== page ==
What is a DBA?
A company or business will often use a doing business as ("DBA") when the name the business operates under is different from its legal, registered name. Your business will need a DBA if you are a person or entity operating under a name other than the business's legal name. There are also a variety of other reasons why one would consider using DBA to run their business.
A properly formed DBA allows the public know who the real owner(s) of a business is/are. A DBA is sometimes referred to as a fictitious business name ("FBN") or assumed business name ("ABN"), but they all refer to the same thing. DBAs started as a form of consumer protection, so dishonest business owners wouldn't try to avoid legal trouble by operating under a different name. This works because by law, all DBAs must be filed and the DBA must be circulated in a local newspaper for four weeks to put the public "on notice."
Why would you need a DBA?
As mentioned above, if you are a sole proprietor and are operating a business under a name other than your legal name, you will need a DBA. Similarly, if you are an entity operating under a name other than your business's legally registered name, you will need a DBA.
Further, a DBA will allow you to "re-brand" your business and allow it to engage in business under a different name in different geographical regions. A common example of using a DBA to re-brand is Verizon, whose legal registered name is actually "Cellco Partnership." Certainly, using a DBA to call itself Verizon is a better way of marketing itself by using a more catchy name like Verizon.
Another reason to use a DBA is to be able to drop the mandatory legal suffixes such as "Inc." or "Corporation". For example, Tesla's full legal name is Telsa, Inc. but a DBA allows it to simply go by Tesla.
However, as mentioned above, not everyone needs a DBA. If your business name uses your legal name, but also tacks on a description, you do not need to (but may still prefer to) get a DBA. For example, many lawyers use a traditional business name such as "The Law Office of John Smith." In that case, our hypothetical John Smith would not need to use a DBA since he is already using his legal registered name.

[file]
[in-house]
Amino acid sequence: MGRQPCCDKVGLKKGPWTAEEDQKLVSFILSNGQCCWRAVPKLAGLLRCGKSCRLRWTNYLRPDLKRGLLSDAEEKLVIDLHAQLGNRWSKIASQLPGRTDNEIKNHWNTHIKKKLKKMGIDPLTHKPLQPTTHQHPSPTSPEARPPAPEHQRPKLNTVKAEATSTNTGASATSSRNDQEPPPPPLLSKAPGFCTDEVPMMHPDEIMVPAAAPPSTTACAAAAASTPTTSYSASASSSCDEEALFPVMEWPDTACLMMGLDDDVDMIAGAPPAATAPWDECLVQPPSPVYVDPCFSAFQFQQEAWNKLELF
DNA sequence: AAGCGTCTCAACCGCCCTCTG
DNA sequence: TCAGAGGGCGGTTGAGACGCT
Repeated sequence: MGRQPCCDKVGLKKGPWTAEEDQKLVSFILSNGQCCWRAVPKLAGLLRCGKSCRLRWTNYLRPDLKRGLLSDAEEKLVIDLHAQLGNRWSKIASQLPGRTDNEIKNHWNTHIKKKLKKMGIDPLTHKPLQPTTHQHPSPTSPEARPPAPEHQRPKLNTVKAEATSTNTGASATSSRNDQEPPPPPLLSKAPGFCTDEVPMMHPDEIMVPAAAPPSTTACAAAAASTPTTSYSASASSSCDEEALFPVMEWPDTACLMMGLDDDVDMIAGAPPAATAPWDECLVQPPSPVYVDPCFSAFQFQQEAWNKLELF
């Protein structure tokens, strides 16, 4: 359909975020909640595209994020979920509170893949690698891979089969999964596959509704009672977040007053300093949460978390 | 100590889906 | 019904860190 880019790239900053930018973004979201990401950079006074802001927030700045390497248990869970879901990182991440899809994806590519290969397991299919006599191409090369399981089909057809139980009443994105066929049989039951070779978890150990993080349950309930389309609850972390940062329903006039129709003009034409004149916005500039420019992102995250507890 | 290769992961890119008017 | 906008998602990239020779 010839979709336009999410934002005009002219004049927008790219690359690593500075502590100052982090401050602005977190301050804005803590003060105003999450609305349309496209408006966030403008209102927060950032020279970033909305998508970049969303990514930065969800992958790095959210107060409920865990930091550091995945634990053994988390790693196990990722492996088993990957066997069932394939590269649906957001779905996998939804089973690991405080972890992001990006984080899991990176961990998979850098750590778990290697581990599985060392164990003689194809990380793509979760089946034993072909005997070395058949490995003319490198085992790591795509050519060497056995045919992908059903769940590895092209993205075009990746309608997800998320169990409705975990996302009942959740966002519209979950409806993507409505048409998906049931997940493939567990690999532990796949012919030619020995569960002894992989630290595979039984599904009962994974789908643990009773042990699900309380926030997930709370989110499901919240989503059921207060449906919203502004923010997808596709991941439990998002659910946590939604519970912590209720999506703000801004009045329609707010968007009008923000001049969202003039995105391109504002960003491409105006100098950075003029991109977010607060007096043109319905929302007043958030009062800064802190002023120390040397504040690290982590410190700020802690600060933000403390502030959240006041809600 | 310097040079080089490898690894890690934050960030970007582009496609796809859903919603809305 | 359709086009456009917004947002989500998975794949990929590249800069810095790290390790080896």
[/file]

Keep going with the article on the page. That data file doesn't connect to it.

Also, if you are a corporation or an LLC, you can still use your legally registered business name to conduct business.
While you can use a DBA to re-brand your business, do not expect it to offer any limited liability protections. A DBA owner's personal assets will not be protected from lawsuits like they are with other legal business structures which offer limited liability protection, like an LLC or corporation.
A DBA can be an beneficial part of your business strategy. While DBAs don't offer liability protections like an LLC or corporation would, there are still many advantages to setting up a DBA for your business. Many reasons were already discussed above. A DBA can be used to re-brand a business, avoid complicated legal suffixes after your business name, allow you to operate your business in different geographical regions, operate multiple business, etc.
Another reason to set-up a DBA is that it is the simplest way to register your name. Filing for a DBA is the easiest and least expensive way to use a business name. You can create a separate professional business identity without having to form an LLC or corporation both of which are significantly more expensive and complicated.
This post is intended to provide you with a brief and simply overview and understanding of DBAs. Should you have any questions or concerns or if you would like set-up a DBA for your business, please do not hesitate to contact us.